When is hospital restraint justified?

Restraint and seclusion data released by the Chief Psychiatrist of Western Australia in April has rekindled an ongoing conversation around the ethics of restrictive practices in hospitals.

The data from July 1 to December 31, 2020 showed the restraint rate for inpatients of Perth Children’s Hospital’s mental health ward was 17.4 per 1000 bed days, while seclusion events on the same ward were 9.9 per 1000 bed days. 

Chief Psychiatrist of Western Australia Dr Nathan Gibson said patients were physically restrained or confined in a locked room when there was an imminent risk they would harm themselves or endanger others.

The rate of restraint in the PCH mental health ward was the highest across all public mental health services in Western Australia.

WA Australian Medical Association mental health spokesperson Dr Helen McGowan said: “The issue of restrictive practice among all mental health consumers has been considered an important issue for more than 20 years.”

Perth Children's Hospital
Perth’s Children’s Hospital mental health ward reported higher rates of restraint compared to adult facilities.
Photo: Samuel Wiki CC0.

Honorary associate at Sydney Health Ethics Anne Preisz said children and adolescents were only restrained or secluded when it was in their best interests. 

“If restrictive practices are used so the child does not hurt themselves or others, it is a really important element of managing their care,” she said.

“But it also has to be done judiciously and with the least restrictive practice.” 

Clinicians operating under the WA Mental Health Act 2014 are legally bound to act in the best interests of the child — but there is ethical tension in gauging what these best interests are.

Dr Gibson said staff must speak to the young patient and their caregivers to ascertain what course of action was in the child’s best interest.

“Sometimes it’s better to let the child bang on the wall if it will calm them down, and other times it may be appropriate to jump in early.”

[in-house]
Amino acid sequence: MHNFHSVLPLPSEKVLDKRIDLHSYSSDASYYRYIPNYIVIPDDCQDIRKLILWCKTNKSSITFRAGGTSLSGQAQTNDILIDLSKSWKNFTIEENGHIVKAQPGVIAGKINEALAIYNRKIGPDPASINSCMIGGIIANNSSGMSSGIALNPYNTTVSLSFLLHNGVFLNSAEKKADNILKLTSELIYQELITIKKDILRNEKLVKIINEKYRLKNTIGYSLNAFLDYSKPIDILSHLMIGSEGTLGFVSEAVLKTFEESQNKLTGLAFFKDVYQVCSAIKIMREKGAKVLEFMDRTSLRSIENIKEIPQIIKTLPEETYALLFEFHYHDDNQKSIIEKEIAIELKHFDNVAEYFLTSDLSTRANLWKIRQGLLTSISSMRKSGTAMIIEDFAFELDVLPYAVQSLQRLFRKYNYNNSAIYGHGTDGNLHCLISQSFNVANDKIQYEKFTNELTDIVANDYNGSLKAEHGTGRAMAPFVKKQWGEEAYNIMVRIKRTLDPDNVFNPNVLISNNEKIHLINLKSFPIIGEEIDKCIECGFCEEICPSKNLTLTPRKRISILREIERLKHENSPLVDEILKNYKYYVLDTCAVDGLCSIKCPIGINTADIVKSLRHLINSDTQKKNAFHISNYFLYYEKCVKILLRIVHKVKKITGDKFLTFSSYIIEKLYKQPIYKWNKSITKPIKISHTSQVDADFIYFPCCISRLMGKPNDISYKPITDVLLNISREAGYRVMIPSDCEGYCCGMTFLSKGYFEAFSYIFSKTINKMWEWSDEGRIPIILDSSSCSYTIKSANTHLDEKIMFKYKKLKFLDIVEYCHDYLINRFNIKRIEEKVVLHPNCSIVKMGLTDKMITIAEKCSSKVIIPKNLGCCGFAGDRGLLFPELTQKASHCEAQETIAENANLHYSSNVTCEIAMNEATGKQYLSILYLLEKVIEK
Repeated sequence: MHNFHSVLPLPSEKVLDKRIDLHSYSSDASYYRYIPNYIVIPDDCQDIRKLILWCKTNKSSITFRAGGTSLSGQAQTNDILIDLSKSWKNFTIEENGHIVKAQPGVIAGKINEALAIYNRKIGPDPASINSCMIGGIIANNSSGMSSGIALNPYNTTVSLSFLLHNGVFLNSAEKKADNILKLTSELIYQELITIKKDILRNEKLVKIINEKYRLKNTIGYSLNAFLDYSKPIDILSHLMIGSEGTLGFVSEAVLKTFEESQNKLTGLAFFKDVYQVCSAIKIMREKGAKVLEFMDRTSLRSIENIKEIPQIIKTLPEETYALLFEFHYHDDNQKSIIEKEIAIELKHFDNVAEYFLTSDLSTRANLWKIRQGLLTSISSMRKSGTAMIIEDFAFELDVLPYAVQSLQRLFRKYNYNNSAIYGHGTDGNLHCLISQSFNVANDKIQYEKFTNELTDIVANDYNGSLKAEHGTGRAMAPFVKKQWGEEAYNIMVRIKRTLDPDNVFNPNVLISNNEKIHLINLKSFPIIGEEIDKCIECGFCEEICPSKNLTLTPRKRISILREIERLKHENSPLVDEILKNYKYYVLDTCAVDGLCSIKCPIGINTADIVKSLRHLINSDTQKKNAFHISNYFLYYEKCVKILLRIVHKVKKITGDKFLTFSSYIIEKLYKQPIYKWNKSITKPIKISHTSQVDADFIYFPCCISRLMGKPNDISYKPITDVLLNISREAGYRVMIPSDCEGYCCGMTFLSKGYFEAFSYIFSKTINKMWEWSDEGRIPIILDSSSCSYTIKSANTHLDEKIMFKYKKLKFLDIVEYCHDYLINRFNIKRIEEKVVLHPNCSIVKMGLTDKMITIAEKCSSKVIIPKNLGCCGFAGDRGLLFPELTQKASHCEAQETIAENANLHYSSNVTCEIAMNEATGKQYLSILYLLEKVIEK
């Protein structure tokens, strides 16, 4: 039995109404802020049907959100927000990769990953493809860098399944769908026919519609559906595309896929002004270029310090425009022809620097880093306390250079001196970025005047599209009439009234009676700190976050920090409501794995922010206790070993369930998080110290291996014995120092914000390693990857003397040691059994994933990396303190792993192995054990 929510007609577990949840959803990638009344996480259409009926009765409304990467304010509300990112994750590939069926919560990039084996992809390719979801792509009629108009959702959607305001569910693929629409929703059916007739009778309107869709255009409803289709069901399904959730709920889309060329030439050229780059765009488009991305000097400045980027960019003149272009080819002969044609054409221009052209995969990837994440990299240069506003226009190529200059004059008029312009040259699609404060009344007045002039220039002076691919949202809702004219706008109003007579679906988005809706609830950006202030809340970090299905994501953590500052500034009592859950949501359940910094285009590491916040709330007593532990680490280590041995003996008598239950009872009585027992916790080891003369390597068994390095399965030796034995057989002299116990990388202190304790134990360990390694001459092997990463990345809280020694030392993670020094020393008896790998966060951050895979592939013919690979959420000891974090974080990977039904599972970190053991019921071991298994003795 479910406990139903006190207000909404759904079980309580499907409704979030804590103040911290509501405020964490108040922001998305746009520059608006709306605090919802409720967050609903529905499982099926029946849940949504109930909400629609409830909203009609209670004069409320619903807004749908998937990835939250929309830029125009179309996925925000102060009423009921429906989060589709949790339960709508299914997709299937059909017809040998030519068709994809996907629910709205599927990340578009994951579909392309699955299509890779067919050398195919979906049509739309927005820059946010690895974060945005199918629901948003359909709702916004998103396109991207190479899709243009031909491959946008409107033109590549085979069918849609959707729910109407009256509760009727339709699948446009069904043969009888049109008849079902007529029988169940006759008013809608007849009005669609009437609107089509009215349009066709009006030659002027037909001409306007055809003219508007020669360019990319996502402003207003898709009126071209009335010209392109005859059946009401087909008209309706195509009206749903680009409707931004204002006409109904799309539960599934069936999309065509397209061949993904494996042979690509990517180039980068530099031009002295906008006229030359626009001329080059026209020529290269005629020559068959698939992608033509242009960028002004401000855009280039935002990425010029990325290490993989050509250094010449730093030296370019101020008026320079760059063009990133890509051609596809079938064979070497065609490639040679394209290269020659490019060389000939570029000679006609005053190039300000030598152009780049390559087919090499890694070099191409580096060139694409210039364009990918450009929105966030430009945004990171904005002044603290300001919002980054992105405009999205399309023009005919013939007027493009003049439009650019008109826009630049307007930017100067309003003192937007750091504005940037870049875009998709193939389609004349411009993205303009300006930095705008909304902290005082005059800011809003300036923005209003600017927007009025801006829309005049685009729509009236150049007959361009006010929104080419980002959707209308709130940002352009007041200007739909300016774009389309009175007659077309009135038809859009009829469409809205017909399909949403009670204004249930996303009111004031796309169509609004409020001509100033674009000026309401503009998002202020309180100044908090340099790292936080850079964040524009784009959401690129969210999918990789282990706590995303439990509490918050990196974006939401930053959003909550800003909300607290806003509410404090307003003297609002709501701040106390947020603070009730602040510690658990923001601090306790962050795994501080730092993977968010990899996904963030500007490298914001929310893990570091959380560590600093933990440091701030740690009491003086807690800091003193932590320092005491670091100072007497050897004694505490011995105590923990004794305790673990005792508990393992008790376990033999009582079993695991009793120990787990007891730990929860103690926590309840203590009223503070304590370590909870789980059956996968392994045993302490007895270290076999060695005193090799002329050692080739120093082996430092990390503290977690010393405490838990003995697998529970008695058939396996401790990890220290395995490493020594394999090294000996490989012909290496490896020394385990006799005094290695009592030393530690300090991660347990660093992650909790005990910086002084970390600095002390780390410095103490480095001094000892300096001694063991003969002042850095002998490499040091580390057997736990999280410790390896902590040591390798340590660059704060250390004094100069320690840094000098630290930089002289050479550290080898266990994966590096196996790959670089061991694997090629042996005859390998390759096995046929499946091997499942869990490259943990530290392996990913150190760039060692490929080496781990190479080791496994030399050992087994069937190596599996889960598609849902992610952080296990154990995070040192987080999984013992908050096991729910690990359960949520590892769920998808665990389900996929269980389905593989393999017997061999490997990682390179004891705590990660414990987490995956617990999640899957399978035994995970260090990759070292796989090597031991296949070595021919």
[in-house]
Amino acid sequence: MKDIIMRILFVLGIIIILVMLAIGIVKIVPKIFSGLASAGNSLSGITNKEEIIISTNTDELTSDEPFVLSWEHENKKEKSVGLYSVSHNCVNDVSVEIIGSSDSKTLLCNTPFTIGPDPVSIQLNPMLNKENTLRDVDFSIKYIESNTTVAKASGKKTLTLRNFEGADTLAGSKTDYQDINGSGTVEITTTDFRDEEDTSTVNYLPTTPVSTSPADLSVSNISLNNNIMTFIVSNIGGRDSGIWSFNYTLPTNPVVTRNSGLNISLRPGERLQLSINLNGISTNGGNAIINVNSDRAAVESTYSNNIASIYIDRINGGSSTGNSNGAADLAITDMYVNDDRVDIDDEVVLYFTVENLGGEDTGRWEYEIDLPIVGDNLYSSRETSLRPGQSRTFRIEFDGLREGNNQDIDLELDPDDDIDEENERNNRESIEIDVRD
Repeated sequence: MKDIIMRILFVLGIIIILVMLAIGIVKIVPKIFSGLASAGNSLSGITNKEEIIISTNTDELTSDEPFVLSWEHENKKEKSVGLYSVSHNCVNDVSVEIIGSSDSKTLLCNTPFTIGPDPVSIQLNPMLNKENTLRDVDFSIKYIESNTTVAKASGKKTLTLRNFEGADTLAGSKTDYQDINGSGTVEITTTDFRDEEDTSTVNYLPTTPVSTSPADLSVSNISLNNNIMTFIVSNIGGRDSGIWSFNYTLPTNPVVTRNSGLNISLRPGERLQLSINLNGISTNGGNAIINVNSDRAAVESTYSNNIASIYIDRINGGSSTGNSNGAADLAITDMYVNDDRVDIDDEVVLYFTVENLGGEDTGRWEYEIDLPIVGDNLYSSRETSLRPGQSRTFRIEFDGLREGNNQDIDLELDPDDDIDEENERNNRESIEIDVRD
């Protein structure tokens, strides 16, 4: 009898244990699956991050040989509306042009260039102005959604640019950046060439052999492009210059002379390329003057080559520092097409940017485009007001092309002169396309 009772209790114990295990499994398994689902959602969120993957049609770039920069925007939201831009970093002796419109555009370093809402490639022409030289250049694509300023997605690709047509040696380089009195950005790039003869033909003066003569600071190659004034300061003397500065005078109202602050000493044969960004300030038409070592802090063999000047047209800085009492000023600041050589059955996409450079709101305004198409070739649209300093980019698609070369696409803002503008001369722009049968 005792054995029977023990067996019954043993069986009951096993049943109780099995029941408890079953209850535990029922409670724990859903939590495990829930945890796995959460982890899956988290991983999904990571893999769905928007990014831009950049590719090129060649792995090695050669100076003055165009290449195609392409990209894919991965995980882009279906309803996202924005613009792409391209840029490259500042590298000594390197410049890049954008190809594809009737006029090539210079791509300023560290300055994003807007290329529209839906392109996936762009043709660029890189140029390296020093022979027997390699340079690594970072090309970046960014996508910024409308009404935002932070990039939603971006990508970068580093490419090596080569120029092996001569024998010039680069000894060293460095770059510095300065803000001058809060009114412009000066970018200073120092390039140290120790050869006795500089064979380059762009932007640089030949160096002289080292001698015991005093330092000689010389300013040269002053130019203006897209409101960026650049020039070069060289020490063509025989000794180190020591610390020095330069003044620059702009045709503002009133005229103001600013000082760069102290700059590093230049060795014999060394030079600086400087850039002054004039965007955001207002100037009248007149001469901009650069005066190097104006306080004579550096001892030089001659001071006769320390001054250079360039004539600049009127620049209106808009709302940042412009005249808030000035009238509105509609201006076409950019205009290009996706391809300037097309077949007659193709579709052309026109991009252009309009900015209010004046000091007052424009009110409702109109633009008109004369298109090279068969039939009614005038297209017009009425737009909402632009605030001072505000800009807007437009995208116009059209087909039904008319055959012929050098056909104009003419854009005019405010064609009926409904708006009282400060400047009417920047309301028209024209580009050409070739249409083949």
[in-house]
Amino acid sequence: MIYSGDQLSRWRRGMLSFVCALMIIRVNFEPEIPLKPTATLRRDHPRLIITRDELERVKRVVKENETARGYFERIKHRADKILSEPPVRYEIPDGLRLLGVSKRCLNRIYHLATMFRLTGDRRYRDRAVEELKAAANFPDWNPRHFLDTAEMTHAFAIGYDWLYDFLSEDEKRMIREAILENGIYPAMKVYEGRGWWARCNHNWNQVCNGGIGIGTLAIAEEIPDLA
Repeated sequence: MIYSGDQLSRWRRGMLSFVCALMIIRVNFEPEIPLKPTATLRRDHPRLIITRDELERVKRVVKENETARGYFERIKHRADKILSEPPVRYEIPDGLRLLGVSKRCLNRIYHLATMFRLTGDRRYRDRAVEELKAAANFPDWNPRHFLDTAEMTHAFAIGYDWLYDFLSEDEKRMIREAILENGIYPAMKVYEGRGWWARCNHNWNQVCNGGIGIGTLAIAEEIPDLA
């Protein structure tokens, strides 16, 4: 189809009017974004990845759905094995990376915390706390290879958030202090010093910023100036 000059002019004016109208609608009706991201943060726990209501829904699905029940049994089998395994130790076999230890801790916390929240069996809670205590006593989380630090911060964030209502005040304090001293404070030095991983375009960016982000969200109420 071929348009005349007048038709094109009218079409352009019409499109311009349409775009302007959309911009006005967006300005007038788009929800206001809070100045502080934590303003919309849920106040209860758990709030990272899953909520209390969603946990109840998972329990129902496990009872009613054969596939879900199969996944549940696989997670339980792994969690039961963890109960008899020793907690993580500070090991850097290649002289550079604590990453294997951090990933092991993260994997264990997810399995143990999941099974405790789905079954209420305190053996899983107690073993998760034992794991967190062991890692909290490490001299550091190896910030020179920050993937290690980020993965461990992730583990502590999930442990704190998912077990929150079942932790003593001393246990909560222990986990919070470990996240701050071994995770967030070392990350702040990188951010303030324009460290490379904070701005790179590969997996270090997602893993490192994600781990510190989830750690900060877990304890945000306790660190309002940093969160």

Chief Psychiatrist of Western Australia Dr Nathan Gibson

“It’s a difficult decision. It’s about what is in their best interest at that point in time, whether it’s to restrain someone or let them bang on a wall,” he said.

“Sometimes it’s better to let the child bang on the wall if it will calm them down, and other times it may be appropriate to jump in early.”

The ethical tension becomes more pronounced when a young person’s psychological history is considered. 

Dr Gibson said emotional dysregulation — a difficulty in responding to and managing emotions — was the primary reason inpatients were restrained and secluded. 

Learning to self-regulate is a critical milestone in a child’s development and occurs primarily through their environment and primary caregivers’ influence. 

Curtin School of Allied Health lecturer Dr Rebecca Waters said that while all children and adolescents can experience emotional dysregulation, those that have suffered trauma, abuse or homelessness were more likely to find it difficult to control their emotions.

“We see a little human in a hospital bed acting defiantly or violently but they have kicked straight into fight or flight — they have no cognitive shortcut process,” she said. 

Dr Gibson said restrictive practices against vulnerable young patients also risked re-traumatising them.

He said research showed most people that came into mental health inpatient services more than likely had a significant history of trauma in their lives. 

“You can imagine if a child has had physical trauma before, holding them down again might bring it all back for them,” he said. 

Dr McGowan said the MHA 2014 provided a legislative framework and reporting requirements to regulate the use of restrictive practices and the Act was currently undergoing review. 

But Dr Waters said the mental health system needed to change. 

“We know, in those cohorts of vulnerable people, the best way of supporting people is to be individualised. But we just don’t have that level of resource in our system,” she said. 

“One size fits all doesn’t work — including little humans with behaviour issues in hospitals.”